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Melbourne to Mt Gambier via the GOR (pics and ride report)

Discussion in 'Roads, Touring, Journeys, and Travel' started by cragv, Jul 2, 2009.

  1. Day 1 - Melbourne to Mount Gambier via the Great Ocean Road (GOR) - intended route; actual route.
    Day 2 - Mount Gambier back to Melbourne via the Grampians - intended route; actual route.

    Day 1 - Had a reasonably early start and was on the road by 6:50am, filled up and good to go. Boring run round the M80/Ring Road and down onto the freeway toward Geelong. It would have been about 4 degrees C outside, but the wind chill at 100km/h really started to wear me down after about 45 minutes. I pulled over and maxed out my warm options, adding a jumper and glove liners to my setup:
    - helmet with chin guard (covers your chin with a small leather semi-circle - keeps cold air out!)
    - balaclava around neck and over mouth and nose (I have an anti-fog visor which works brilliantly)
    - shirt, jumper, RST jacket with winter liner and waterproof layer
    - heavy winter gloves and thin liners underneath (they're not much, but it all helps!)
    - synthetic tracksuit pants (quite warm) and my DriRider Summit pants (no winter lining)
    - big wooly socks (thanks mum) and my A* boots; trackies inside the boots, Summit pants outside

    This is my first lengthy ride in Victoria's frigid winter air - I've commuted 35km each way to and from Mulgrave last winter on a bike, but more than an hour in such air I have not done before. On this ride I was to learn a thing or two about body heat containment and the wind chill factor over an extended period!

    Exactly two hours after leaving I arrived at Anglesea, which is the next road after Torquay where the GOR begins. Had a quick cuppa and loo stop, warmed my sore fingers up and savoured being past the boring roads so early in the day.


    I kept on rolling and just enjoyed the road. It's a great ride or drive (yes, I said it) down the GOR, and I highly recommend going on a week day in the off-season. Only a few tourists are out, and they're either quite old or international visitors, both of whom are generally very friendly and happy to chat wherever you're stopped. These pics were all taken on the way down between Anglesea and Apollo Bay...

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    After stopping at Anglesea, my next non-picture stop was at Apollo Bay for a refuel (didn't need it yet, but even though I carry a 5L jerry can, I like to top up if I've used more than about 10L, as it keeps my options open for spur-of-the-moment route changes. Spoke to an old-timer about the weather around the next stretch of road, and he turned out to be bang-on with his prediction: it'll be wet and misty through the rainforest, but once you come out the other side it'll be clear. Nice. I followed the road after Apollo Bay as it wound into the rainforest and began to climb. I missed a photo op to my right shortly after the forest started - there was a Wicked Camper stopped at this little cutting where there was a break in the foliage, and a vast expanse of New Zealand-esque misty hills rolled out in the distance. It was quite beautiful, but I decided not to stop today - gotta save *some* photos for when I drive through with the Mrs sometime in the future!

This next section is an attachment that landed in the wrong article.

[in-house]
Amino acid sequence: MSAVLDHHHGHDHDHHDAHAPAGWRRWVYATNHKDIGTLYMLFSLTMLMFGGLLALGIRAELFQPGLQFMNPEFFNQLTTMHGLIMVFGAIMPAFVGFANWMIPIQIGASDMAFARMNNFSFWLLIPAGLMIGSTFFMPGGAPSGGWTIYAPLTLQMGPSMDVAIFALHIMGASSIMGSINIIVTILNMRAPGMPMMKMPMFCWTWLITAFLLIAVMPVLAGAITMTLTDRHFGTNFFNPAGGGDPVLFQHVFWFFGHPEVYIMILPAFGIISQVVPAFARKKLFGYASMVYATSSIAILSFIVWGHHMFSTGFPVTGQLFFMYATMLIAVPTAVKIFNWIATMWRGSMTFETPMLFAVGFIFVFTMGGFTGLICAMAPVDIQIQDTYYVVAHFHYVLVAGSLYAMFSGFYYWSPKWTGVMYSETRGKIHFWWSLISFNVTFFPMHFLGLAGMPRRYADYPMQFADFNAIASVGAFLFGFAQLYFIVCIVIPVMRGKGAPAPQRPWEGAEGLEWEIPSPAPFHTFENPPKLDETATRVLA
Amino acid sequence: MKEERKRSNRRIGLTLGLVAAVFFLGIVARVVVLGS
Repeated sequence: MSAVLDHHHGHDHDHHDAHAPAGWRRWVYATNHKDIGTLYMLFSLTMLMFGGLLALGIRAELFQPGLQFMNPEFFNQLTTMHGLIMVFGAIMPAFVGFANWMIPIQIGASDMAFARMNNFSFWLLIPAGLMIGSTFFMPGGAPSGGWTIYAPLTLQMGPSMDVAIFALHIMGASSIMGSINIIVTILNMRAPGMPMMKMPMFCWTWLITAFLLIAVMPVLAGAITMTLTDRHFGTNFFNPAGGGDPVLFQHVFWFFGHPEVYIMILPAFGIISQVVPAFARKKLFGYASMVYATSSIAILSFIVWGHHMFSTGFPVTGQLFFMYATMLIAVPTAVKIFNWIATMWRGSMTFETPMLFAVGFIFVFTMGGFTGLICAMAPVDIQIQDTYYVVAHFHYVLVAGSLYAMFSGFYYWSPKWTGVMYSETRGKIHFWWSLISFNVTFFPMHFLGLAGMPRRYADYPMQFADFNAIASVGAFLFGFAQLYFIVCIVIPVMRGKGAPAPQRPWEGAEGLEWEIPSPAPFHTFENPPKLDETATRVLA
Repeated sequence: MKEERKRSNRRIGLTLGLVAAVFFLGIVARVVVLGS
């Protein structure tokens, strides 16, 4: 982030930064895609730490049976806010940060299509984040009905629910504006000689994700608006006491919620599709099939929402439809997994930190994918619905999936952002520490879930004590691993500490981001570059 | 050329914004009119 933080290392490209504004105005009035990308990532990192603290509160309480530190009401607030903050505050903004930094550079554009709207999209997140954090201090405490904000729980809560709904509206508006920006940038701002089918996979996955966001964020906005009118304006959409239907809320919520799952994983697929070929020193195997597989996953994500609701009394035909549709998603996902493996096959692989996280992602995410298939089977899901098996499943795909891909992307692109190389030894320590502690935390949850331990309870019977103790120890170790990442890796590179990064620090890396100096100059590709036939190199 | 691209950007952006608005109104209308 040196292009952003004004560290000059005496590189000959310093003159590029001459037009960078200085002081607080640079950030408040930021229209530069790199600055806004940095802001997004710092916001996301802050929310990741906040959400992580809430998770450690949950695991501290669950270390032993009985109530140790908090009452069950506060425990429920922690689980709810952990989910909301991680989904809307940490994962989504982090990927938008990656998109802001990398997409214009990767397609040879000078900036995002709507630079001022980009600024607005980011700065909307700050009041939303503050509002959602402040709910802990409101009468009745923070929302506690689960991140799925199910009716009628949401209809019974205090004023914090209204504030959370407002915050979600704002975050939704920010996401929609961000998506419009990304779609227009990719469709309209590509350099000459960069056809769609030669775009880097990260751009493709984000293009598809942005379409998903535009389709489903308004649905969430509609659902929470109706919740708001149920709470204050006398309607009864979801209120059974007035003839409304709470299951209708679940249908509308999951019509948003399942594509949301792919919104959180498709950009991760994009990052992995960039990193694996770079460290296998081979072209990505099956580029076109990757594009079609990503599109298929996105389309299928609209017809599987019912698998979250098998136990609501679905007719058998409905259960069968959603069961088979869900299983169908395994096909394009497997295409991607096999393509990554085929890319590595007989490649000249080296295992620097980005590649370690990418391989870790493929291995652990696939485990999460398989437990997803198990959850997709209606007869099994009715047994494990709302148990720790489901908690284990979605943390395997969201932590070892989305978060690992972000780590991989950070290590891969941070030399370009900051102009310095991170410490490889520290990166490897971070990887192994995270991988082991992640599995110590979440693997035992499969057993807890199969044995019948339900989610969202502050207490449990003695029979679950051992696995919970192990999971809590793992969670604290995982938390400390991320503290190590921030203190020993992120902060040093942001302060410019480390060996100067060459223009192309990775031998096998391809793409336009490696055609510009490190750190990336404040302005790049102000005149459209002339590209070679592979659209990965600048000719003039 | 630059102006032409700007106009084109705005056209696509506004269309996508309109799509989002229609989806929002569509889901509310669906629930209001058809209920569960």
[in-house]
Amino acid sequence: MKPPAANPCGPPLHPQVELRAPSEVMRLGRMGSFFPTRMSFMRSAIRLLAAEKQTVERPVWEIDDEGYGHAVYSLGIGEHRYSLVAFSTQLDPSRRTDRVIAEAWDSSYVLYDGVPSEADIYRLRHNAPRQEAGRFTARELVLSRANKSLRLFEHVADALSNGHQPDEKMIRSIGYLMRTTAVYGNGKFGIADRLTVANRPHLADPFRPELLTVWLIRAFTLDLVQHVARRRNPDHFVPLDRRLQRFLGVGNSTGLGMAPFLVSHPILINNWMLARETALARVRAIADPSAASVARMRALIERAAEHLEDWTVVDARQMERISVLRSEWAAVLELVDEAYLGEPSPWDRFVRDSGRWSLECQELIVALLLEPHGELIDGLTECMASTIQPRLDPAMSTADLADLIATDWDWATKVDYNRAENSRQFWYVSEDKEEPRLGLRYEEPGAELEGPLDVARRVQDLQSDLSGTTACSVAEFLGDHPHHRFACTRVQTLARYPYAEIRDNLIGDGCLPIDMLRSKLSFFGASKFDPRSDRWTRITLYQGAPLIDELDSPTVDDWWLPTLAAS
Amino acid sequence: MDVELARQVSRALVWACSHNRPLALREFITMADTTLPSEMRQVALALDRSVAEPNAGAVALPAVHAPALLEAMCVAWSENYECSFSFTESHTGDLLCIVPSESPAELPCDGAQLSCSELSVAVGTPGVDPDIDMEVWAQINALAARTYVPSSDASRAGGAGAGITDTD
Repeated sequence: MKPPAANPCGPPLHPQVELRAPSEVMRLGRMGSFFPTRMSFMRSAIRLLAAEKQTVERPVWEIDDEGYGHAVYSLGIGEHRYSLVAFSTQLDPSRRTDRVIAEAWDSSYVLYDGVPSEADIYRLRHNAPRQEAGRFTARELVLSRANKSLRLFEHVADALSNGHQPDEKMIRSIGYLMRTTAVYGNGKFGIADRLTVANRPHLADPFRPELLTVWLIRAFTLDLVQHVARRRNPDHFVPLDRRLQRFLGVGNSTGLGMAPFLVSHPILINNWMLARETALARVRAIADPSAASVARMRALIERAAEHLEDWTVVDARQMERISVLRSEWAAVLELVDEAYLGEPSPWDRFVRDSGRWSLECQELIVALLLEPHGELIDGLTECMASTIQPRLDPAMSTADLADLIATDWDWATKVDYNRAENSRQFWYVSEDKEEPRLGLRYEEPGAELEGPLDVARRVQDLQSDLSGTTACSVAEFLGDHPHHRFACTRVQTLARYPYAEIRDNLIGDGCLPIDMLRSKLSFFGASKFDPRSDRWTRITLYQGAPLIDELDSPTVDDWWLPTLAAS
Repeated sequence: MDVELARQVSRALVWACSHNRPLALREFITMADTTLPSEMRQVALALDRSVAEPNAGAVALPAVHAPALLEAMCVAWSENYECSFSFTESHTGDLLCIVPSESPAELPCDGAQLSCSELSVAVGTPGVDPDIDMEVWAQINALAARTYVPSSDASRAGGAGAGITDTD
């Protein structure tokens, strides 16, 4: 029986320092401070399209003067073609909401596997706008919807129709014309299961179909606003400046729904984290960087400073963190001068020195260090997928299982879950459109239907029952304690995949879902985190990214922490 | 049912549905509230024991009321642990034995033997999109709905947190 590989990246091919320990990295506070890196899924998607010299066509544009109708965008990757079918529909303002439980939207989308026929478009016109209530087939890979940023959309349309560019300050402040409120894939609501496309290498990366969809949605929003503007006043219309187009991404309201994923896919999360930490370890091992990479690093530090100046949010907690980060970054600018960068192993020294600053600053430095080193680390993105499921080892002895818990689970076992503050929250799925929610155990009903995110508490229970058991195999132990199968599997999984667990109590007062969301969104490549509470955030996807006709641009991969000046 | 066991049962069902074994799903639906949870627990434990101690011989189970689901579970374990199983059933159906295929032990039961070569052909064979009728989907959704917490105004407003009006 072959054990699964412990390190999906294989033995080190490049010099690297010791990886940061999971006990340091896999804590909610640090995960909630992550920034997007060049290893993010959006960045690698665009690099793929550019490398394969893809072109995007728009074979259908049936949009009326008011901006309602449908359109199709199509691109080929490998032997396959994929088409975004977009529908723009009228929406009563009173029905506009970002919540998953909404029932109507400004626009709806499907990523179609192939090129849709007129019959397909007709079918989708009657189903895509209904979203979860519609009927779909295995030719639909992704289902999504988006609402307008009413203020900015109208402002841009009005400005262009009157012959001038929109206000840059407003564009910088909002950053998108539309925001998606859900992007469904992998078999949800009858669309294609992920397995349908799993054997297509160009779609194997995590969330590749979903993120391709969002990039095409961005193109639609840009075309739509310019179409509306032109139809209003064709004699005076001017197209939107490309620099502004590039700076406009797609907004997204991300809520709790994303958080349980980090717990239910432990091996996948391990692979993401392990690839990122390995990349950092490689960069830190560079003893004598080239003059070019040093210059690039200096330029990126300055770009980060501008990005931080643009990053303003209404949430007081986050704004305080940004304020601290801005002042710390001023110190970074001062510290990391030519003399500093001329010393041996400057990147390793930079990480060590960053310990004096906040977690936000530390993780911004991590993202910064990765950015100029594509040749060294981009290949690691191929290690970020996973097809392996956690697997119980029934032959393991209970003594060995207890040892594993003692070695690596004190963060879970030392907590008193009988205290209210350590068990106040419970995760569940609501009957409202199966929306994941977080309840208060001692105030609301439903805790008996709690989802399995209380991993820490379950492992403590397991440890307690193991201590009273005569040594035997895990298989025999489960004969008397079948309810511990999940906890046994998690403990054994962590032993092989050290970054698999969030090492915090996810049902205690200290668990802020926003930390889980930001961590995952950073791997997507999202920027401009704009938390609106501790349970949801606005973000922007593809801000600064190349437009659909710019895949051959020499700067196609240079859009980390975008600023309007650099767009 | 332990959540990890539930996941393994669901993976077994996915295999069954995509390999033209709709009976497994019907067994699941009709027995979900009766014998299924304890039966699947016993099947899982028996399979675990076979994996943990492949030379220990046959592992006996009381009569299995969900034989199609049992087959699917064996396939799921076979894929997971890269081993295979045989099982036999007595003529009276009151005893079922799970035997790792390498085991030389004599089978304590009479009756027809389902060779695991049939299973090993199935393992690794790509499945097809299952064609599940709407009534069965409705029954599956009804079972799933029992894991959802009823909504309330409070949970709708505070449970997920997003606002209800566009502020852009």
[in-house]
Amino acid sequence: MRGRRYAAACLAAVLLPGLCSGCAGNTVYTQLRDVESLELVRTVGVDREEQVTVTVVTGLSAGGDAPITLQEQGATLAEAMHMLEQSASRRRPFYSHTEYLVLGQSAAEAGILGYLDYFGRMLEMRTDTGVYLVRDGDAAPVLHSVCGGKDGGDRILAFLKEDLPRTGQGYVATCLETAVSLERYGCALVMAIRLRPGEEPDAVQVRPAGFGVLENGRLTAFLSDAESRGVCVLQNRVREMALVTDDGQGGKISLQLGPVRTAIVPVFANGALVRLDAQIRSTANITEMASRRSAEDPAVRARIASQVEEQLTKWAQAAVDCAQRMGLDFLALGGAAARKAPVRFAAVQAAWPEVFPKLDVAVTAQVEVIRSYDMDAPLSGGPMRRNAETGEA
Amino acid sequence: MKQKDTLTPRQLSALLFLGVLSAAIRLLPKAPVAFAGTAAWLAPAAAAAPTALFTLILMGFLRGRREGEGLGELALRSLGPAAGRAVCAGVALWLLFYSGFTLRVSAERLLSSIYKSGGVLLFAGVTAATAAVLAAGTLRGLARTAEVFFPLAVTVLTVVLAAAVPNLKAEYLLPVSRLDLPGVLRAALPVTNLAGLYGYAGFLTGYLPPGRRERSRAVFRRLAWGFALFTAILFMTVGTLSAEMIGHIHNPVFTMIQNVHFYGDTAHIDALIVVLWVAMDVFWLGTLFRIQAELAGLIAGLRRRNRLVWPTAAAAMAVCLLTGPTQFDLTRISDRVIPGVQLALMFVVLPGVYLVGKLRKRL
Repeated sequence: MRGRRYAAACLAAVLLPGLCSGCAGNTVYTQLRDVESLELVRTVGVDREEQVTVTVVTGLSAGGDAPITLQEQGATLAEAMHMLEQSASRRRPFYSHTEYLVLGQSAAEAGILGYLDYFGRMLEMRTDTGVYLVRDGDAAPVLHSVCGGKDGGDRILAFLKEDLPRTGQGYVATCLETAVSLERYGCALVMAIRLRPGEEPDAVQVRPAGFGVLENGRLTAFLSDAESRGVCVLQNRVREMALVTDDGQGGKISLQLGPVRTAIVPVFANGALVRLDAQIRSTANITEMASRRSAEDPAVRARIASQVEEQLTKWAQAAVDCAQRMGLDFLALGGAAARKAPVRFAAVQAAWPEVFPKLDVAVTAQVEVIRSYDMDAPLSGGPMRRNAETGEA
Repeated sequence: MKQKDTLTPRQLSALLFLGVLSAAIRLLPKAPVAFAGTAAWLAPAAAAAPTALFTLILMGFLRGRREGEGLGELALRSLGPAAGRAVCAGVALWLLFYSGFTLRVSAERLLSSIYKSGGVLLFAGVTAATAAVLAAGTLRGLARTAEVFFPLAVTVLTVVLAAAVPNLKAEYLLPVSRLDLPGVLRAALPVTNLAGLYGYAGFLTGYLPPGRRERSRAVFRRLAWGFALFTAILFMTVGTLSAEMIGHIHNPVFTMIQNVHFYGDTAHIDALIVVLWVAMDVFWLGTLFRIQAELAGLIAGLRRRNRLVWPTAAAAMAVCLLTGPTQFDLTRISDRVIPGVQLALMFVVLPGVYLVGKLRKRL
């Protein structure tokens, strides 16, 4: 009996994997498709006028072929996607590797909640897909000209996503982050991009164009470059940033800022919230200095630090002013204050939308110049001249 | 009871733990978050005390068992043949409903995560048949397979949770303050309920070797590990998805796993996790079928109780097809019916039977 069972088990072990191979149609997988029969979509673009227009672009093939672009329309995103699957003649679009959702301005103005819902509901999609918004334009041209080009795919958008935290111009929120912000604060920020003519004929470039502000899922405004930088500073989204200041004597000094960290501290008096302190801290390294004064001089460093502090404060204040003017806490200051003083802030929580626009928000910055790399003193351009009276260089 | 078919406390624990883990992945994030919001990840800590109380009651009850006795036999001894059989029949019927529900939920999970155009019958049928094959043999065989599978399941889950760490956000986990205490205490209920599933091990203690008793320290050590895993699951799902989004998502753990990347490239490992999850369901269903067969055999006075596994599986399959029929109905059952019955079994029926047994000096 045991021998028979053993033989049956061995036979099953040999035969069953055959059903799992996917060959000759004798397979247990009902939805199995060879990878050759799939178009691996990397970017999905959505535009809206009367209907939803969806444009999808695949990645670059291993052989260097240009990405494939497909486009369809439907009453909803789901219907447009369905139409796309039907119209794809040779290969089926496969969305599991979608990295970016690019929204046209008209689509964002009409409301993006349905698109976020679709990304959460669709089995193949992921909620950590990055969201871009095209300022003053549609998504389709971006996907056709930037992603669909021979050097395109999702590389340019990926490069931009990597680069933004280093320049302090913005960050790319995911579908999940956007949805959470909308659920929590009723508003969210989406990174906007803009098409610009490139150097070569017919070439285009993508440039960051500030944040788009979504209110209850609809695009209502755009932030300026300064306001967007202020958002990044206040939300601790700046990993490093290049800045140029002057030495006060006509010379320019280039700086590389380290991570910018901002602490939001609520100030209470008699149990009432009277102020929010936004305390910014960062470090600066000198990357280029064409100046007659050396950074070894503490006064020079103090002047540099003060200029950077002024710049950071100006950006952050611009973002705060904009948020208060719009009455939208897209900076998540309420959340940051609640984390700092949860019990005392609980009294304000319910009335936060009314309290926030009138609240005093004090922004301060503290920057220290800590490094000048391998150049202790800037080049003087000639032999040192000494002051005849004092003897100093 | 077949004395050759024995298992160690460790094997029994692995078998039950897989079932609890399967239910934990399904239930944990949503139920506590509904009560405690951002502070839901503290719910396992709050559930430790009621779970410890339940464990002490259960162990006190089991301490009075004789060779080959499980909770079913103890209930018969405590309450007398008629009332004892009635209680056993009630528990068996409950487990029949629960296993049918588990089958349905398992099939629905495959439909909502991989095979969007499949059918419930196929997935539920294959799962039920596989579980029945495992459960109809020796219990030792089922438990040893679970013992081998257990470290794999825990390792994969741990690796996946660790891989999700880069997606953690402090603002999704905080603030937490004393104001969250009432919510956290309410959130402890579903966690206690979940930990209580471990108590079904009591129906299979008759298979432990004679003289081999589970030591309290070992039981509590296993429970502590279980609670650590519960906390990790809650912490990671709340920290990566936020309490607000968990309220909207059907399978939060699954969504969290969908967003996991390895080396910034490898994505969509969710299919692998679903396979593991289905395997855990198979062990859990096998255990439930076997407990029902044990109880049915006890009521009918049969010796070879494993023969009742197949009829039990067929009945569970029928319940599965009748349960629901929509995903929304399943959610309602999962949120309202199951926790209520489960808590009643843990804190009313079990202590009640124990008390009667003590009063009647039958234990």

The rainforest led me higher and higher, into the clouds (GPS said 490m above sea level). It was foggy and misty, but I was fine for vision with an anti-fog insert inside my Nolan visor and Plexus applied to the outside. At the very top of the road I emerged at the small township of Lavers Hill, which had some horses, a pub and logging trucks. Lots of cold air and mist, too. I turned left where Colac Lavers Hill Rd terminates and continued on the GOR. Coming back down the hill, the rainforest ended abruptly with another missed photo op - a breathtaking scene of lush, green rolling hills, ocean in the distance, and a lovely black snake of tar twisting downward. Couldn't stop for photos; too busy riding!

    The scenery changed yet again, with rolling green hills surrounding a wet valley of grazing land. Lots of water and lots of sheep. Every creek I passed was full; a stark contrast to the bone-dry Melbourne water systems! This all ended soon enough as we got very near to the coast again at Castle Cove.


    The road continued to roll down toward the coast, and opened up to some fast sweeping curves. Mucho fun! Up next were the 12 Apostles and surrounding cliff areas. I didn't stop much, but took a few shots here and there - these ones below are from the first public rest stop immediately after the 12 Apostles Tourist Centre (which I did not go into - it was on the right of the road, and the 12 A's were on the left... unless I'm missing something, all I'm going to get at the tourist centre is coffee, souveniers, videos, posters and tour info. No thanks!).

    [​IMG] [​IMG] [​IMG] [​IMG]

    Stopped at Port Campbell for lunch - I would not recommend doing this for anyone else doing the same in an off-season/over winter. The shops are all fairly tourist-oriented, so at this time of year it was fairly sparse pickings. There was a little Euro cafe which served up very ordinary foccacias (I had one) and a small cafe/restaurant with $10 lunch specials that didn't sound too appealing! Some good did come of this stop, however - after dumping the second half of my sad and sorry foccacia in the bin, I continued out of PC and up the hill along the coastal road, stopping immediately at the first Scenic Lookout on that road (overlooking the Port Campbell township and inlet). I found this fully kitted-out Suzuki DR650, so followed the path to the lookout and met Colin (stupidly forgot to get a pic of us! D'oh!). He's from Scotland and was on Day 2 of his ~5 month Australia motorcycle tour! He'll be posting his RR on ADVrider sometime soon, so when I see it go up I'll drop in and say gday. We had a chat about his intentions and concerns... it turns out he hasn't attempted anything like this before, and hasn't even done a test ride with all his gear. He was fairly confident he had everything after really reading up on the Far Horizons/Iron Butt forums and ADVrider, although was a bit concerned about having possibly overloaded his bike. Time and experience will no doubt help him whittle everything down to the necessities - for now, he was just taking it easy and meandering down the coast. All the best on your Aussie adventure, Colin! It was a pleasure to meet you :)